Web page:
Category Science

Apollo 11 Source Code

Add this to the list of things I don’t understand but I like. Code junkies / NASA nerds just released all of the Apollo 11 mission’s computer code online for people to look at and comment on and use however they like.

In 2003 it first appeared online as a series of image scans on some MIT server someplace. First of all I know how hardcore it is to stand over a scanner and scan in a book. But look at this sucker. That’s a lot of pages to scan in.


And Get this!

All those pages were transcribed by hand.

The AGC code has been available to the public for quite a while–it was first uploaded by tech researcher Ron Burkey in 2003, after he’d transcribed it from scanned images of the original hardcopies MIT had put online. That is, he manually typed out each line, one by one.

So now that it’s online what’s happening with it?

Not too much I guess. There’s not much use for it without the cool hardware that it was built for. There is an interesting simulation of it. But it’s interesting in the sense of “hey someone made that” rather than “I wish it was available for my phone.”

Bat Embryos

From Reddit.

Old Whales

Bowhead whales were nearly hunted to extinction for their clean burning blubber. After the whale oil boom their population was estimated to be around one thousand individuals, but today they are doing much better. According to this article scientists “began recording whale numbers 34 years ago, [since then] their counts have increased from 1,200 animals in 1978 to 3,400 in 2011. From those numbers of whales seen, George estimates there are now 14,000 to 15,000 animals.”

This blog post from the Smithsonian points out that the best part of the article is that the whales can live up to 200 years. Which means there may be whales swimming in the arctic today that were born before Melvile wrote Moby Dick in 1851.

Spiders Weaving Spiders

Scientists in Peru have discovered what they think may be a new species of spider which uses twigs and dead insects to build decoy spiders to trick predators.

Afterward, Torres returned to the trails near the research center. Only within a roughly 1-square-mile area near the floodplain did Torres find more spider-building spiders — about 25 of them. “They could be quite locally restricted,” he said. “But for all I know, there’s millions of them in the forest beyond.” The spiders’ webs were crafted around face-height, near the trail, and about the width of a stretched-out hand. Some of the decoys placed in the webs looked rather realistic. Others resembled something more like a cartoon octopus.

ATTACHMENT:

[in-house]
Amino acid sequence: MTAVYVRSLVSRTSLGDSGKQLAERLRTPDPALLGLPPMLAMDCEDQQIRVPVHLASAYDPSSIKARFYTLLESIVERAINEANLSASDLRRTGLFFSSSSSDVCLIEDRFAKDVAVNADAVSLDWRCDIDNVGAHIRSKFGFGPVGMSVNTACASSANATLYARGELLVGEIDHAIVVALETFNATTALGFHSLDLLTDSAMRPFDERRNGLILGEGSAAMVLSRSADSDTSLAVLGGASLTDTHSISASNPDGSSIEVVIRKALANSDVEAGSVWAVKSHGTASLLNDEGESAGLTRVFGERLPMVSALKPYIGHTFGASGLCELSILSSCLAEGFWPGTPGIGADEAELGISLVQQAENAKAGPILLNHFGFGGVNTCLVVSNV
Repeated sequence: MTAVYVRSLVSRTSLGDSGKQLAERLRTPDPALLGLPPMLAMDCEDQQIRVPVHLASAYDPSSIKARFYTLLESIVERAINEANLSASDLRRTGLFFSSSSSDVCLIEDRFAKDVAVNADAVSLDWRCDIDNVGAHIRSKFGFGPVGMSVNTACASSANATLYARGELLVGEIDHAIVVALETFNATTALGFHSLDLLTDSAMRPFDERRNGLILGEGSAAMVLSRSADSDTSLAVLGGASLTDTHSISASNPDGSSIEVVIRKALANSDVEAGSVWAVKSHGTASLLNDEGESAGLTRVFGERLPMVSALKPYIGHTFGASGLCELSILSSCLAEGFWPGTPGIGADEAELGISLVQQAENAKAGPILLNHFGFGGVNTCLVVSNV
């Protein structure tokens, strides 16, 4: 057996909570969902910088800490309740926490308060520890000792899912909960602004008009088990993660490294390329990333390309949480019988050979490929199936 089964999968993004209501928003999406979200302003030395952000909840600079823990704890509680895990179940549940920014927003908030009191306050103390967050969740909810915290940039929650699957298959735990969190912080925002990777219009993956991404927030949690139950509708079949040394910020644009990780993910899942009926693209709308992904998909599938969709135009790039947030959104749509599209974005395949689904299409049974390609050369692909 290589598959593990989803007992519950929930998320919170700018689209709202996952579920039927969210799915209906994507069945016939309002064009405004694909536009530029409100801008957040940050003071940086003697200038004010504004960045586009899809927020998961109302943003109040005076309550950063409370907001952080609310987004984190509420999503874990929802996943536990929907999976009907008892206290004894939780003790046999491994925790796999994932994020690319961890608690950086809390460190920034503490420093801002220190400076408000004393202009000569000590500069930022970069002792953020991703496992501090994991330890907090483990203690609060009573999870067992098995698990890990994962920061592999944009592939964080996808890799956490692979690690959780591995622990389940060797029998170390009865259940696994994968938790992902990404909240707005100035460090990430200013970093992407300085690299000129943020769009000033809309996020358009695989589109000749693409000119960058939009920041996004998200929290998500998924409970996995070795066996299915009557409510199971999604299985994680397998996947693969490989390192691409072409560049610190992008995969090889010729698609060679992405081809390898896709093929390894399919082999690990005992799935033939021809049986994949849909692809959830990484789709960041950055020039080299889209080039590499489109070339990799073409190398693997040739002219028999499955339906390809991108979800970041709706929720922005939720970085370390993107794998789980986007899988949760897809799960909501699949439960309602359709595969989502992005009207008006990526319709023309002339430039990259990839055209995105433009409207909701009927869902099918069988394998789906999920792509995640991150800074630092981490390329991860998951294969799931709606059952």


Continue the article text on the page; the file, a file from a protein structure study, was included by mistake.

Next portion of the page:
Paper in Prison

Read this very interesting article on how paper is used in prisons. Or just read this quote:

Books have practical purposes as well, used to “prop up one end of the mats we sleep on,” wrote T.H. He had seen books “torn up and mistreated,” but was excited to find a complete GED test book and assess his 12th-grade knowledge. He wrote, “I’m a high school graduate but I lost a lot of knowledge and going through the test book has been very rewarding!” Ironically, the GED manual contained chemistry lessons on explosives, giving T.H. the idea “for making gunpowder or fireworks as a chemistry experiment and an educational learning experience.

“Small explosives can be made with household items if a person had the right ingredients and knowledge,” he wrote. “I’m guessing that’s probably illegal because it sounds like fun.”

That last part got me thinking. That does sound fun and it’s not illegal! So in honor of Independence day coming up: Small explosives can be made with household items ALSO homemade smoke bombs AND (this is my favorite) homemade rockets!